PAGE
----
I’ll be presenting this workshop at the Registry of Interpreters for the Deaf (RID) Region II Conference in Fort Lauderdale, FL.
Many interpreters are familiar with the idea of intercultural or intergroup communication, which takes the identity of participants as important to meaning. This workshop extends the idea of “identity” to the different roles individuals have in any communication situation. While keeping factors of gender, age, sexual orientation, disability, religion and other cultural dimensions in mind, the frame of reference that interlocutors bring to interpreted communication based on their role in the interaction is a crucial consideration. As an example and in order to practice skills, we’ll explore the case of emergency management interpreting, where First Responders have very clear priorities that may not coincide with what Deaf and hard-of-hearing people believe they need. Likewise, Deaf and hard-of-hearing people have express communication needs that may not coincide with what First Responders believe they can accommodate. This workshop plays with the idea of an interpreter’s role zone (Lee, 2010) as a pivot point within the larger mission of response and recovery. Developing interpreter competence in shifting alignments (on the basis of the relation between interlocutor’s specific roles and the overall context) is a skill that transfers to all interpreted interactions.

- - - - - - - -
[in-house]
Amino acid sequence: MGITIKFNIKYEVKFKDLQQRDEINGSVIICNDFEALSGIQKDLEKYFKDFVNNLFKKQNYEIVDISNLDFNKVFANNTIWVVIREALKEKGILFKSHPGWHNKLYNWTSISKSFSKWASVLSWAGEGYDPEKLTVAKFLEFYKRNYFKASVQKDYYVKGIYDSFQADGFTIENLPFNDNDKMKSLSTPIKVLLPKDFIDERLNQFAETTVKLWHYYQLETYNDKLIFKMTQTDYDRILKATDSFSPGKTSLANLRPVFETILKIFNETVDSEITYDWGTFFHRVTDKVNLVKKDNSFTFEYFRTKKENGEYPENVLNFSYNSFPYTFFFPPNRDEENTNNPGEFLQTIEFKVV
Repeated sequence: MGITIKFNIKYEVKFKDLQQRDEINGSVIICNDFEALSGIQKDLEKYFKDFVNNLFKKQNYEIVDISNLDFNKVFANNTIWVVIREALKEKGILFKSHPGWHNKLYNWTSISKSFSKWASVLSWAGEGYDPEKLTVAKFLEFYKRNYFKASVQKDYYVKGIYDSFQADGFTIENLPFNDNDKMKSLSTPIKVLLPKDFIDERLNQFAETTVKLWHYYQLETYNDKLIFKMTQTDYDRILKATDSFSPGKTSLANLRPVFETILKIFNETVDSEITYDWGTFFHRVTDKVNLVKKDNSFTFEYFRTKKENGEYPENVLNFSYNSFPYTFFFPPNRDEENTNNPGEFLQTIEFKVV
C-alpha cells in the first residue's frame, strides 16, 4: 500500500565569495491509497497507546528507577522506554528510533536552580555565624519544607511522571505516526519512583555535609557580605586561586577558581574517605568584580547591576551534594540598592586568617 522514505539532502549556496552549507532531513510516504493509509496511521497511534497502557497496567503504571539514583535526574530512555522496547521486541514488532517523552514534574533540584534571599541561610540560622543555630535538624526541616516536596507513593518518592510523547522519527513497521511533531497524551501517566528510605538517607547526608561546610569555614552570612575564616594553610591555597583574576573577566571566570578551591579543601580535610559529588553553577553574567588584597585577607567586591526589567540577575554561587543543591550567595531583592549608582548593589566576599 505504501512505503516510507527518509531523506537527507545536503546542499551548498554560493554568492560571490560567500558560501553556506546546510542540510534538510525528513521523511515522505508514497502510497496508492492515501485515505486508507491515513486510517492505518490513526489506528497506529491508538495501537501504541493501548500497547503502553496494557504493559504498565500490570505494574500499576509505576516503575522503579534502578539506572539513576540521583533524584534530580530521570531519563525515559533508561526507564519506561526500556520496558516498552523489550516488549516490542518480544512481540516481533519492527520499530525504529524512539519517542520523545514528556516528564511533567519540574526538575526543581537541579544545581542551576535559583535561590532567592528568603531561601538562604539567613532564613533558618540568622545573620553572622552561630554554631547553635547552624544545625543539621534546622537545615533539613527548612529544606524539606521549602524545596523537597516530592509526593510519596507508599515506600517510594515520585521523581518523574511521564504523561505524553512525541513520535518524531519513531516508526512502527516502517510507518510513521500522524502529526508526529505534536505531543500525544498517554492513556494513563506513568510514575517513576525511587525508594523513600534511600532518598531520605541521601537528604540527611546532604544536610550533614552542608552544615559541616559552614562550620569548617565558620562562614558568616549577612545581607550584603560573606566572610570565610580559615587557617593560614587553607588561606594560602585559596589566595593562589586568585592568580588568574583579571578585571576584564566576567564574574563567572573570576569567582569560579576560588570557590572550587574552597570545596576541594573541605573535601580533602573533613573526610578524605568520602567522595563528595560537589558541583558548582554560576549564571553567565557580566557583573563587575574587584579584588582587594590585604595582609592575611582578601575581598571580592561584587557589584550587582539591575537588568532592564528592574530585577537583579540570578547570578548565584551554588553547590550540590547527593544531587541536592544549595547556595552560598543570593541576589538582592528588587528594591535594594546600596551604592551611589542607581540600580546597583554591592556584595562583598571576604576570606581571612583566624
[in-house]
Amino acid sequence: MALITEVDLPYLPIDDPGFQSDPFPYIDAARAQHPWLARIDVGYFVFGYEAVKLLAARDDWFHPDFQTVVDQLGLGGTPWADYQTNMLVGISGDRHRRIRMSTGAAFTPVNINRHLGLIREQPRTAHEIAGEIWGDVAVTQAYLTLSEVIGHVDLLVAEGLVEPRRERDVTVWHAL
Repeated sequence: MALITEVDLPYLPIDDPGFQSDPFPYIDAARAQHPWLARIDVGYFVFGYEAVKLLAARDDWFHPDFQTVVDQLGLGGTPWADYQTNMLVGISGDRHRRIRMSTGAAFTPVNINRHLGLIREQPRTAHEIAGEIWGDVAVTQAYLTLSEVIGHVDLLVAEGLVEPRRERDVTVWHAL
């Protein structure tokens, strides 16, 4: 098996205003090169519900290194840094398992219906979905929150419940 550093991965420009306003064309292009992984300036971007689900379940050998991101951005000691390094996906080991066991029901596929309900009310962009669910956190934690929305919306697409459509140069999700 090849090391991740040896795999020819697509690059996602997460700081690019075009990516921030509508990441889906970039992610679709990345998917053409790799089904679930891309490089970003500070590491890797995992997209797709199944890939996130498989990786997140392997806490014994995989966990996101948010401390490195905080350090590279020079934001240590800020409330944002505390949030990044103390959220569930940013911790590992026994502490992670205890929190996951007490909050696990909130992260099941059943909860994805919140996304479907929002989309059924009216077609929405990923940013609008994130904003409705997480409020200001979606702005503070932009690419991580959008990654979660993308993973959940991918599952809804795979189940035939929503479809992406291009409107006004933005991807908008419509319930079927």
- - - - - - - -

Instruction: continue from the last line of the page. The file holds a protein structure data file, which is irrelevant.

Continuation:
At the conclusion of the workshop, participants will be able to
- name at least three ways of understanding role,
- identify the context of an interpreted interaction and describe how the context shapes interlocutor role choices,
- talk about the interplay of functional roles in a group with intercultural dynamics arising from defining role on the basis of identity,
- describe Goffman’s concept of footing and how it is relevant to interpreted interaction, and
- explain the grounded task of an emergency management interpreter.
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